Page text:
Jamal (Sulayman d. 1204) cites it as evidence in his commentary on Busiri entitled al-Futuhat al-ahmadiyya bi al-minah al-muhammadiyya (p. 6 of the Hijazi edition in Cairo).
Gangowhi (Rashid Ahmad) a leader of the Wahhabi-influenced Deobandi school of India and Pakistan in his Fatawa rashidiyya (p. 157 of the Karachi edition) said that the hadith was “not found in the authentic collections, but Shaykh `Abd al-Haqq (al-Dihlawi) cited it on the basis that it had some grounding of authenticity.” Actually Shaykh `Abd al-Haqq not only cited it but he said it was sound (sahih).
Jili (`Abd al-Karim, b. 766) in his Namus al-a`zam wa al-qamus al-aqdam fi ma`rifat qadar al-bani sallallahu `alayhi wa sallam cites it as evidence. Nabahani relates it in his Jawahir al-bihar (see below).
Kharputi (`Umar ibn Ahmad, d. 1299) in his commentary on Busiri entitled Sharh qasidat al-burda (p. 73 of the Karachi edition).
Maliki al-Hasani (Muhammad ibn `Alawi) in his commentary on `Ali al-Qari’s book of the Mawlid entitled Hashiyat al-Mawrid al-rawi fi al-mawlid al-nabawi (p. 40) said: “The chain of Jabir is sound without contest, but the scholars have differed concerning the text of the hadith due to its peculiarity. Bayhaqi also narrated the hadith with some differences.” Then he quoted several narrations establishing the light of the Prophet.
Nabahani (Yusuf ibn Isma`il) cites it as evidence in al-Anwar al-muhammadiyya (p. 13), in his Jawahir al-bihar (p. 1125 or 4:220 of the Baba edition in Cairo), and in his Hujjat Allah `ala al-`alamin (p. 28).
Nabulusi (`Abd al-Ghani d. 1143) says in his Hadiqa al-nadiyya (2:375 of the Maktaba al-nuriyya edition in Faysalabad): “The Prophet is the universal leader of all, and how could he not be when all things were created out of his light as has been stated in the sound hadith.”
Nisaburi (Nizamuddin ibn Hasan, d. 728) cites it as evidence in elucidation of the verse: “And I was ordered to be the first of the Muslims” (39:12) in his Tafsir entitled Ghara’ib al-Qur’an (8:66 of the Baba edition in Cairo).
Qari (Mulla `Ali ibn Sultan, d. 1014) cites it in full in his book al-Mawlid al-rawi fi al-mawlid al-nabawi (p. 40), edited by Sayyid Muhammad `Alawi al-Maliki. He also said in his Sharh al-Shifa, in commenting upon the Prophet’s title “as a Lamp spreading Light” (33: 46): “Muhammad… is a tremendous light and the source of all lights, he is also a book that gathers up and makes clear all the secrets… sirajan muniran means a luminous sun, because of His saying: “He hath placed therein a great lamp and a moon giving light” (25:61). There is in this verse an indication that the sun is the highest of the material lights and that other lights are outpourings from it: similarly the Prophet is the highest of the spiritual lights and other lights are derived from him by virtue of his mediating connection and pivotal rank in the overall sphere of creation. This is also inferred from the tradition: “The first thing Allah created is my light.”” (Sharh al-Shifa 1:505)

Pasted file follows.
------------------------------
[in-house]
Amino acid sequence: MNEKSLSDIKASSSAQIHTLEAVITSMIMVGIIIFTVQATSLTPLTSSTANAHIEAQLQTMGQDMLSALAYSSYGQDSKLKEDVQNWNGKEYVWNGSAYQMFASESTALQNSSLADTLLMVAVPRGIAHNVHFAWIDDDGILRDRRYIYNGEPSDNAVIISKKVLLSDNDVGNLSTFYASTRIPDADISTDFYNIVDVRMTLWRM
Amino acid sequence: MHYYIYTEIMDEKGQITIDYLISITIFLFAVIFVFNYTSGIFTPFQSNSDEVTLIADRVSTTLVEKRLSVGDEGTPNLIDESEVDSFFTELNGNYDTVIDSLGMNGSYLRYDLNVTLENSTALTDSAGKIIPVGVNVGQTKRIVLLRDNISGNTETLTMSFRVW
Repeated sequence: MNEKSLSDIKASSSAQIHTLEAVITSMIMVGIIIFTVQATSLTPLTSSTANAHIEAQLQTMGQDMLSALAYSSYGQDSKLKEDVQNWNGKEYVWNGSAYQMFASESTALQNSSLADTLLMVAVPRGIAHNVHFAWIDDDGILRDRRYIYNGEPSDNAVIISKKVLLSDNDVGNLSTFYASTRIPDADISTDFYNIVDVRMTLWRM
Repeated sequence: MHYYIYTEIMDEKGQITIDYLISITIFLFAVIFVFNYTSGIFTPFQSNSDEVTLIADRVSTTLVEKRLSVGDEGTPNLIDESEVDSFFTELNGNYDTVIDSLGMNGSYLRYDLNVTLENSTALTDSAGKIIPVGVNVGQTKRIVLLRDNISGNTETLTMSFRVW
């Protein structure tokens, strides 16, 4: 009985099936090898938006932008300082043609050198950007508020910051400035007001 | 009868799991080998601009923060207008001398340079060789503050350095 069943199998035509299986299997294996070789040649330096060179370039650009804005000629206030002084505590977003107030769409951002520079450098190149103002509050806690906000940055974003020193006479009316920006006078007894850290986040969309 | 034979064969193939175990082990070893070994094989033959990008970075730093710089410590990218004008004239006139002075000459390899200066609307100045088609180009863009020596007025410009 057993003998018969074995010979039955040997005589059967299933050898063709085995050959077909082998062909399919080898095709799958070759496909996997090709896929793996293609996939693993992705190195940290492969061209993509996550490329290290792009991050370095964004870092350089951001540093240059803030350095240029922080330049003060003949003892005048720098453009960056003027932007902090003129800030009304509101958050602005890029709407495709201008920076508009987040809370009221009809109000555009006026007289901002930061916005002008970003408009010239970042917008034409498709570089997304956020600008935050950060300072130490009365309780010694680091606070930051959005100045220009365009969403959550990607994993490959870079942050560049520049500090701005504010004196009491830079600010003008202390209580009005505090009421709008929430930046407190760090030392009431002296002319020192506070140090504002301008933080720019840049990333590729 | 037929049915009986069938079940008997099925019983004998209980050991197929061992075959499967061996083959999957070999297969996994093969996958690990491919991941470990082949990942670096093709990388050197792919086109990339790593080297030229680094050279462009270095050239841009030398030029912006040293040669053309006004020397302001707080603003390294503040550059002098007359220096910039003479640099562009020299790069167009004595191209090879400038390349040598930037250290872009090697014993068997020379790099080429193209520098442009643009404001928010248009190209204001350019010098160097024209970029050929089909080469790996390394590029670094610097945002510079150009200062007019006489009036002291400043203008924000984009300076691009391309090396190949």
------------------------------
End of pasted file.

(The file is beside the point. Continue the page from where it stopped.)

Qastallani (Ahmad ibn Muhammad, d. 923) narrates it in his al-Mawahib al-laduniyya (1:55 of the edition accompanied by Zarqani’s commentary).
Rifa`i (Yusuf al-Sayyid Hashim) cites it as evidence in Adillat Ahl al-Sunna wa al-Jama`a al-musamma al-radd al-muhkam al-mani` (p. 22): `Abd al-Razzaq narrated it.
Suyuti in al-Hawi li al-fatawi, in the explanation of Sura al-Muddaththir: “It has no reliable chain”; and in Takhrij ahadith sharh al-mawaqif: “I did not find it in that wording.”
Thanwi (Ashraf `Ali), a leader of the Wahhabi-influenced Deobandi school in the Indian Subcontinent, in his book Nashr al-tib (in Urdu, p. 6 and 215 of the Lahore edition) cites it as evidence on the authority of `Abd al-Razzaq, and relies upon it.
Zarqani in Sharh al-mawahib cites it (1:56 of the Matba`a al-`amira edition in Cairo) and refers it to `Abd al-Razzaq’s narration in his Musannaf.
Zahir (Ihsan Ilahi), a leader of the Wahhabi-influenced Deobandi school and declared enemy of the Barelwi school of Ahl al-Sunna in Lahore, India, in his book Hadiyyat al-mahdi (p. 56 of the Sialkut edition) says: “Allah began His creation with the Muhammadan light (al-nur al-muhammadi), then He created the Throne over the water, then He created the wind, then He created the Nun and the Pen and the Tablet, then He created the Intellect. The Muhammadan Light is therefore a primary substance for the creation of the heavens and the earth and what is in them… As for what has come to us in the hadith: The first thing which Allah created is the Pen; and: The first thing which Allah created is the Intellect: what is meant by it is a relative primacy.”
Anas relates that the Prophet said:
“The simile of the scholars of knowledge (al-`ulama’) on the earth is the stars in the sky by which one is guided in the darkness of the land and the sea. When the stars are clouded over, the guides are about to be lost.”
Ahmad narrated it in his Musnad (3:157 #12606) with a chain containing Rishdin ibn Sa`d who is weak. However, it is confirmed by the hadith in Muslim and Ahmad narrated by Abu Musa al-Ash`ari whereby the Prophet said: “The stars are trust-keepers for the heaven, and when the stars wane, the heaven is brought what was promised (i.e. of the corruption of the world and the coming of the Day of Judgment); and I am a trust-keeper for my Companions, so when I go my Companions will be brought what was promised them (i.e. of fitna and division); and my Companions are trustkeepers for my Community, so when they go my Community will be brought what was promised to you (i.e. following hawa and vying for dunya).”